APPENDIX IV Plant Pest Identification & Control: Specific Plant Pests & Control Methods: Large Trees - PDF

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1 APPENDIX IV Plant Pest Identification & Control: For ready reference the following plant pest information is presented in groupings of general plant type (e.g. large trees, shrubs, vines etc.). Also,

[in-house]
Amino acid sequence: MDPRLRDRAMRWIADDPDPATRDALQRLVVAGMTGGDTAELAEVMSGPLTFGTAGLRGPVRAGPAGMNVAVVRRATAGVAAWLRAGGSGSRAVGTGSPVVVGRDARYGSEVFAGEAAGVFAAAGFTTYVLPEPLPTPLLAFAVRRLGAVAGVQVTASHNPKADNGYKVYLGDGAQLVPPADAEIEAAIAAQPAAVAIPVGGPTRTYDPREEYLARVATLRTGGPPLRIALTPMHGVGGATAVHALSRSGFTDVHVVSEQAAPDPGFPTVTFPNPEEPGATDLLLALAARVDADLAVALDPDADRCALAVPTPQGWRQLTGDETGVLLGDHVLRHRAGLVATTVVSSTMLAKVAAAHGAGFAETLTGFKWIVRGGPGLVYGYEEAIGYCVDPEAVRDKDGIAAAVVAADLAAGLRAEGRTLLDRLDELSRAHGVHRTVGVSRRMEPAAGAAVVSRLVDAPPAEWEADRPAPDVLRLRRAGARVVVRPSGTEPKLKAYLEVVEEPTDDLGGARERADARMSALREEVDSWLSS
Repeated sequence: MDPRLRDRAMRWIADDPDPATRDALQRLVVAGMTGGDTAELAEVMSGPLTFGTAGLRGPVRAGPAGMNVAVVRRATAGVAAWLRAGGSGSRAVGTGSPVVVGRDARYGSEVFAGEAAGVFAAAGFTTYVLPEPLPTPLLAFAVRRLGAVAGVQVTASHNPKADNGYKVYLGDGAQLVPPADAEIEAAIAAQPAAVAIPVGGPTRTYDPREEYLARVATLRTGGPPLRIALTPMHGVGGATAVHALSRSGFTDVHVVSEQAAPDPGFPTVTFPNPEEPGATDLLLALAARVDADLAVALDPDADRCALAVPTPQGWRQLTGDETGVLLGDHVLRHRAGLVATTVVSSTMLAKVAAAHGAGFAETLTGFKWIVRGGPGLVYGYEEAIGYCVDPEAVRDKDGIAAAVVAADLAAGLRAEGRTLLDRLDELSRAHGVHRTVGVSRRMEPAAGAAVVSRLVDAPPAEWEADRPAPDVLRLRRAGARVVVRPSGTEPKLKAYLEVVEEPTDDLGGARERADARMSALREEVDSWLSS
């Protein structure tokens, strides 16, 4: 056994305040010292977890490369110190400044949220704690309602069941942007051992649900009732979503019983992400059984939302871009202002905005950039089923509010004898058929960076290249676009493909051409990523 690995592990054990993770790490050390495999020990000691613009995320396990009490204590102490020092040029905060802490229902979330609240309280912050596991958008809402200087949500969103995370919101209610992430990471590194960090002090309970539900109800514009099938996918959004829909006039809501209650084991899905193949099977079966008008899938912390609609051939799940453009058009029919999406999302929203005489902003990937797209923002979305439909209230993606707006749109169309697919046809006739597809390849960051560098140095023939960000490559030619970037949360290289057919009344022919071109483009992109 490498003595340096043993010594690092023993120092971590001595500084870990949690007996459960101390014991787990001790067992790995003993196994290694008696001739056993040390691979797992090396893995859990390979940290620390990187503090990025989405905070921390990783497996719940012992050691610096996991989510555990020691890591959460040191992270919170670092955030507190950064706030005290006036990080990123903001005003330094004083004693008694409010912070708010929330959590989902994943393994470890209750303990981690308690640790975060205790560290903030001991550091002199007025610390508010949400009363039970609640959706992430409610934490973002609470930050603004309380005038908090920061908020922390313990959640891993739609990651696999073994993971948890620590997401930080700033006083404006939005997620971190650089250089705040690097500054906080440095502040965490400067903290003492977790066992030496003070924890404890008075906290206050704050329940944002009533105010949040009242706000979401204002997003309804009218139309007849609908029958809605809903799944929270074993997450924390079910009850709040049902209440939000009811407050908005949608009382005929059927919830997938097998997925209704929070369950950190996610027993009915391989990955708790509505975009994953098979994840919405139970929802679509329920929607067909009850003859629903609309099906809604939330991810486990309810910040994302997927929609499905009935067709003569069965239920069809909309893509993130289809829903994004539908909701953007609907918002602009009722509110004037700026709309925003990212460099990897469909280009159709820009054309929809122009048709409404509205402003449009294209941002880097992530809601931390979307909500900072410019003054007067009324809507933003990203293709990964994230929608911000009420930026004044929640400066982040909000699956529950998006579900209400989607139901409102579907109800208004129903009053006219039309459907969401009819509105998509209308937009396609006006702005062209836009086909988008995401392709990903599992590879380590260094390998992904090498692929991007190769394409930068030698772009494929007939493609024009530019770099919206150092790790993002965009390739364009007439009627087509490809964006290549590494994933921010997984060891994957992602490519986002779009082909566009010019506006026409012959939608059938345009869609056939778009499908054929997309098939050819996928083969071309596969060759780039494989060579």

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1 APPENDIX IV Plant Pest Identification & Control: For ready reference the following plant pest information is presented in groupings of general plant type (e.g. large trees, shrubs, vines etc.). Also, within each group the plants are listed alphabetically using common names. This order of listing is only to make it easier for information to be referenced; it is important that this sequence is not construed to represent the order or relative significance of plant pest threat. To assist with management of each identified plant pest the following information: (1) succinctly describes each plant species so that it might be readily identified on the ground, (2) gives a brief appreciation of its threat, & (3) describes how to control the plant pest. The list of plant pests and control methods detailed below is followed by a table of plant pests common to natural areas and this table aligns the plant pests with the herbicides which will effectively control them. Specific Plant Pests & Control Methods: Large Trees 1. Aspen & Poplar are tall growing trees that grow rapidly and some species within this group readily throw seed over large distances to become a pest in uncultivated land and along bush margins. Control is achieved by pulling seedlings out of the ground and by felling saplings, but to prevent re-growth the stumps need to be immediately swabbed with herbicide; undiluted Tordon, Grazon or Vigilant Gel is recommended. The larger trees can be felled where they will not cause collateral damage to native vegetation nor create other problems, otherwise they should be killed standing by drilling and poisoning. Control of large trees is most easily achieved by drilling 10mm diameter holes at a slight downward angle to a depth of 50mm beyond the inner bark and at 200mm spacing around the trunk circumference; then filling each hole with 25mls of undiluted glyphosate (e.g. Roundup). Alternatively, the trees can be ring-barked but an effective ring-bark needs to penetrate to the cambium layer around the entire circumference of the trunk and should be not less than 150mm wide to prevent it healing over. With large trees this is a significantly more labour intensive method than drilling and poisoning. 2. Eucalyptus which are also known as Gum trees, grow rapidly in New Zealand conditions. Some species are quite benign and don t reproduce aggressively, but many species of eucalypts readily throw seed resulting in young saplings popping up through the scrub. Like large pines, eucalypts will also eventually topple over and destabilise steep terrain if they are not destroyed. Any trees which can be cut down without causing damage to the native bush, or without creating other problems, need to be promptly stump swabbed with undiluted Tordon or Vigilant gel otherwise they will re-grow. Any existing eucalyptus stumps which are showing signs of re-growth, because they were not poisoned when the tree was previously felled, will need to have a biscuit cut off the stump and the entire freshly exposed cambium layer of the stump then immediately swabbed with poison. Where unacceptable damage would result by felling large trees then those eucalypts should be killed standing in the same fashion as detailed for poplars above. 3. Pines readily flourish in open ground and native forest canopy gaps; consequently, when growing in or near native forest they present an on-going threat to the recovery and stability of the natural forest ecosystem. Pine needles acidify the soil adversely affecting the native forest understorey health within their near environs and thereby creating gaps for other hardy weeds. Further, if pines are not destroyed they will get larger, will destabilise steep ground, falling and tearing away part of the slope. Any seedlings and small trees can either be pulled out or cut down; poisoning the stumps of felled pines is not required as they will not re-grow so long as there are no branches below the cut. Large Pines need to be destroyed without decimating the surrounding native forest or tipping them into the harbour and the easiest way to do this is by poisoning the standing tree, as described at 1 above. 2 4. Taiwan Cherry quickly grows to a large size and spreads profusely by dropping seeds and by bird dispersal. A few plants can quickly become many so early control is beneficial to save work later. This tree has a typical cherry leaf and has copious pink flowers in spring. Young plants can easily be pulled out of the ground. Saplings have soft wood so can be easily cut down, but to prevent re-growth the stumps need to be immediately swabbed with herbicide; undiluted Tordon, Grazon or Vigilant Gel is recommended. Larger trees can be killed standing by scarfing at a downward angle around the entire trunk and immediately swabbing the undiluted herbicide into the cuts. 5. Black Wattle, Bush/Brush Wattle & Sydney Golden Wattle all seed abundantly and spread rapidly; they also tip over readily on steep ground with resultant soil erosion and copious wattle seedlings then germinating on the exposed soil. Any seedlings and small saplings can easily be pulled out of the ground. Larger trees can be drilled & poisoned using glyphosate. Any large trees which are felled should be dealt with in the same manner as described for Eucalyptus in 2 above; except the stumps don t need to be poisoned as the tree will not re-grow. 6. Tasmanian Blackwood is a type of wattle but is not as aggressive as Bush Wattle; however, it can spread by seed and by suckering. It can be destroyed in the same manner as Bush Wattle with the exception that if a Tasmanian Blackwood tree is cut down the stump needs to be immediately swabbed around the cambium layer with undiluted Tordon or glyphosate to prevent regrowth and coppicing. Small Trees: 7. Banana palm is shallow rooting and if it is not controlled it will insidiously spread, displacing other other plant species. This is effectively controlled by felling the palm and spraying the stump with either a metsulfuron or a triclopyr based herbicide to prevent regrowth. 8. Prickly Robinia, Robinia pseudoacacia is a small to medium-sized sparsely wooded, deciduous tree with an open form. It has long thorns on the branch and leaf stems. This plant pest readily spreads in scrubby areas and open ground by throwing seed and by root suckering. It is best controlled by cutting the trees down and immediately swabbing the cut stump with undiluted glyphosate (e.g. Roundup) or a triclopyr based herbicide (e.g. Tordon). Follow up inspections and treatment of any suckering from the roots or tree base may be required by cutting the new growth and swabbing the cuts. Trees which are too large or difficult to cut, because of location or potential damage to native bush, can be controlled by the drilling and poisoning technique using triclopyr based herbicide (e.g. Tordon); such action will also require follow-up and treatment of any suckering. 9. Woolly Nightshade is a shrubby tree with large grey-green woolly leaves, purple flowers and yellow berries. The entire plant smells of turpentine and can be an irritant. Plants which are too big to be pulled or dug out must be cut and immediately stump swabbed with undiluted triclopyr based herbicide (e.g. Tordon), or glyphosate (e.g. Roundup) herbicide or Vigilant Gel around the outer cambium layer of the stump. Alternatively, Velpar granules can be sprinkled on the cut stump. If the stumps are not poisoned Woolly Nightshade will re-grow. Trees which are too large to cut down without damaging surrounding native vegetation can be poisoned standing either by scarf cutting at a downward angle around the entire trunk and immediately swabbing undiluted Tordon herbicide into the cuts, or by the drilling and poisoning technique - described at 1 above - but using triclopyr based herbicide (e.g. Tordon). Bushes & Shrubs 10. Cotoneaster is an evergreen shrub or small tree with smooth stems and small, dull, oval leaves. It has copious small red berries throughout summer which are spread by birds. This is a hardy weed of bush margins or waste areas. Near easily accessible sites Cotoneaster can simply be sprayed with a triclopyr based herbicide (e.g. Tordon) or an herbicide with metsulfuron as the active ingredient (e.g. Escort). Glyphosate (e.g. Roundup) may also be used as a spray but may not prove as effective; in any event a penetrant such as Pulse is also necessary for an effective kill. Inside the bush where spraying may not be practicable any small Cotoneaster plants can be hand pulled or dug up. Larger plants can be cut off near the ground and immediately basal swabbed with triclopyr based herbicide (e.g. Tordon) or Vigilant Gel. Plants larger than about 2m high are best managed either by scarf cutting at a downward angle around the entire trunk and immediately 3 swabbing the herbicide into the cuts, or by using the drill & poison method described in 1 above, so that the plants die standing and allow native growth to come through. Follow up will be required over the following few years to remove any young plants that grow from seed already in the ground. 11. Hydrangea will grow from prunings and tubers that have been discarded from domestic gardens into natural areas. This plant will thrive in both sun and heavy shade and is tolerant of both wet and dry conditions, meaning that it will grow both on forest margins and inside areas of bush that allow some light penetration. Hydrangea is destroyed by digging any plants and all the tubers out of the ground with a spade and removing them. Suggested chemical methods include spraying the foliage with metsulfuron (e.g. Escort) or triclopyr (e.g. Tordon), or cutting the plant stems close to ground and immediately swabbing the stem bases with Vigilant gel or with undiluted Tordon. 12. Japanese Aralia (Fatsia japonica) is sometimes also called Fruit Salad Plant. It is a fast growing evergreen that has a rounded form up to 2.5m high and wide. It produces large, dark green, glossy, palmate leaves on petioles that are frequently 500mm long. Clumped bark berries are also produced on long stems. Aralia is often gown as a garden plant and readily takes root when discarded as green-waste. It grows both in full sun and in heavy shade and spreads by selfsown seed and by suckering, occupying sites otherwise suited to native species. Information regarding control of Aralia is not readily available, but cutting the stems near ground level and immediately swabbing the stumps with glyphosate or triclopyr is likely to produce the most costeffective results. Lilies & Tuberous Plants: 13. Agapanthus is an extremely hardy herbaceous perennial with dark, linear, evergreen leaves up to 60cm long and blue-purple composite flower-heads produced on erect stalks. Agapanthus readily takes root from garden waste dumping and spreads in dense clumps/mats to the exclusion of all other plants, reproducing both vegetatively and from seeds which develop on the stalks after flowering. It grows in open sun and semi-shade. Agapanthus is hard to kill and unless it is manually dug out with the bulbs and rhizomes it requires at least 2-3 follow-up treatments with herbicide. Begin eradication at the top of banks or streams & work down. Remove flowerheads in early summer to stop seed dispersal. Don t replant until after 2-3 treatments. Attempt to clear local gardens, especially on the coast. When using herbicide to control Agapanthus slash the leaves close to ground and swab the fresh stumps with Vigilant gel or with triclopyr (e.g. Tordon) or with metsulfuron (e.g. Escort). Spraying the green vegetation with triclopyr and penetrant will have limited success. 14. Arum Lily is a tuberous herb with large leathery leaves shaped like an arrow head, and with large white trumpet-shaped flowers. Left uncontrolled this plant smothers the ground layer preventing regeneration of natural flora. It can be controlled by spraying the foliage, or by slashing the stems and spraying the cut stumps, with metsulfuron (e.g. Escort) and penetrant or with glyphosate (e.g. Roundup) and penetrant. 15. Chilean Rhubarb (Gunnera tinctoria), also known as Gunnera, can be controlled in the same manner as Arum Lily. 16. Canna Lily is an erect, leafy ornamental garden herb which grows up to about 1.5m high. It has fleshy green stems with large green (sometimes purple tinged) oblong leaves and has thick underground rhizomes. This perennial herb produces one or two flowers on the end of each stem which may be red, yellow or orange. Canna Lily gets into natural areas by green-waste dumping and by spreading from margins where it has been planted. Seeds are spread by gravity and water, and pieces of the underground rhizomes also form new plants. Untended it forms tall, dense, longlived stands that are tolerant of a range of conditions including salt, wind, grazing or other damage, and damp to moderately dry sites. Left uncontrolled Cannas will replace all other ground cover plants, preventing natural regeneration and often leading to the invasion of weedy vines. Control is achieved by any of the following methods: 1. Dig out isolated plants with the rhizomatous roots, removing the roots and any black seeds from the site to dry and burn or dispose of at a refuse transfer station. 2. Cut the stems above ground level and swab the cut stems with a mixture of metsulfuron and glyphosate with a penetrant/wetting agent (e.g. Pulse) added. Alternatively, Vigilant gel can be swabbed onto the cut stems. The slash can be left but do not leave the black seeds behind or they will germinate with ground contact. 3. Over-spray by knapsack in spring or summer with metsulfuron plus glyphosate with a wetting agent, mixed to label specifications. 4 5 Note: Any fragments remaining in the soil will re-sprout so follow-up control by digging or spraying may be required. 17. Elephant Ear is a tuberous herb with large leathery leaves of a size and shape similar to an elephant s ear. Left uncontrolled this plant will steadily spread in both sunny and shady sites preventing regeneration of natural flora. Black Taro is a variant of Elephant Ear that has slightly smaller leaves which are more arrow shaped and dark purple in colour with black stems. Control is by spraying the foliage, or by slashing the stems and spraying the cut stumps, with metsulfuron (e.g. Escort) and penetrant or else with glyphosate (e.g. Roundup) and penetrant. Alternatively, plants can be slashed and if no herbicide is used all the tubers must be dug up, then dried and burned; otherwise the tubers will grow again if they come into ground contact. 18. Wild Ginger is best killed by slashing away the foliage then dribbling metsulfuron (e.g. Escort) herbicide over the exposed root corms (follow the product label instructions for mixing). Alternatively, the plant can be dug up but it is important to get all of the roots and root corms. Small plants that can be pulled out or dug up with all of the root mass can be hung in the fork of a tree to die out of ground contact; otherwise, if dug out, the roots and root corms should be dried in the sun and then burned or else they should be disposed of at a landfill. Grass & Herbaceous Plants: 19. Bamboo spreads both by underground rhizomes up to 400mm deep and by above-ground stoloniferous runners to create a dense thicket of Bamboo to the exclusion of all else. Control is achieved by two methods: i. Cut down the canes close to ground and spray the regrowth with a mix of 200ml Amitrole plus 20ml penetrant per 10lts of water before the shoots reach 600mm. Follow-up by spraying the shoots before they re-grow to 600mm high until regrowth ceases (usually 4-6 treatments); or, cut stray emergent shoots at ground level and inject 10ml undiluted Amitrole into each stem. Amongst desirable plants spray the cut shoots with 300ml haloxyfop based herbicide (e.g. Gallant NF) and a wetting agent per 10lts water, instead of using Amitrole. ii. Alternatively, inject hexazinone based herbicide (e.g. Velpar 20G) 10cm into soil at 300mm spacing on the uphill side of infestations and at 1m spacing inside infestations during dry periods. Do not apply in wet conditions or on the downhill side of Bamboo infestation as hexazinone is residual in soil and will leach to desirable downhill plants. 20. Inkweed & Impatiens are both weeds of open ground but will not thrive under dense forest canopy; nonetheless, they compete with native colonisers on bush margins. Inkweed and Impatiens are both easily controlled by hand-pulling to remove them by the roots when they are small; larger plants can be cut and the stumps swabbed/sprayed with glyphosate. 21. Pampas is a South American tall grass species that it often mistaken for the native Toetoe; however, it is a very aggressive coloniser that spreads by copious wind-borne seeds and needs to be sprayed, preferably with Gallant NF for a reliable and effective kill. If glyphosate-based herbicide is used it will not have a total effect and use of that alternative will likely require follow-up treatment, so preference is given to Gallant NF. In any case a penetrant such as Pulse is also necessary for an effective kill. Alternatively small Pampas plants can be dug out before they become a bigger problem. Succulents 22. Succulents include an array of fleshy and often spiky-leafed exotic, arid species such as Cactus, Aloes & Yucca etc. They tend to root readily from dumped garden waste and usually spread gradually by division or suckering. Generally, the most effective control method is digging out the plants with the roots or tubers and removing them from the area. Vines & Scramblers 23. Bougainvillea This is generally a deciduous yet vigorous climber with arching thorn-bearing canes and with pink, red or purple flower bracts that have cream centres. This is a common garden ornamental plant but without maintenance Bougainvillea can climb up to around 5m high smothering other plants. 6 Control is achieved by following the canes back to the main stem and cutting it at the base then immediately swabbing the stump with glyphosate. 7 24. Climbing Asparagus is a fine leafed, dense smothering vine has small dark berries and has minute hooks on the vine stems. It has been commonly grown in New Zealand as an indoor potplant and has escaped into the wild by dumping of green-waste then subsequent spread and bird dispersal. It thrives in a wide range of light and moisture conditions and spreads from seed dispersal, and by climbing over other vegetation. Small infestations can be controlled by cutting the plants back and carefully digging out all the roots and the tubers; then the waste must be dried and burnt or disposed at a proper landfill but not in a green-waste collection. Large infestations are best controlled in spring or summer by cutting the vines about half a metre above ground and spraying the foliage remaining on the stump with glyphosate (e.g. Roundup) with a wetting agent such as Pulse penetrant added. Seedlings will need to be controlled until the tubers and soil seedbank are exhausted. 25. Cape Ivy is more of a scrambling shrub than a true climber. It has thick fleshy leaves with and angular shape and thick stems and flowers abundantly in winter. It grows rapidly and densely covering native shrubs up to two metres tall. Control is achieved by spraying with triclopyr and penetrant, or where growth covers native vegetation then slash to clear the ivy from the native plants and spray re-growth within three months. 26. Japanese Honeysuckle is a rambling vine with large yellow/white flowering massing heads. It is often seen engulfing road boundary fences and hedges, but when it establishes within native bush the vines climb up into the tree canopy then the foliage smothers the trees. Small areas of Japanese Honeysuckle that are not growing over native canopy can be blanket sprayed with glyphosate (e.g. Roundup) or triclopyr (e.g. Tordon) h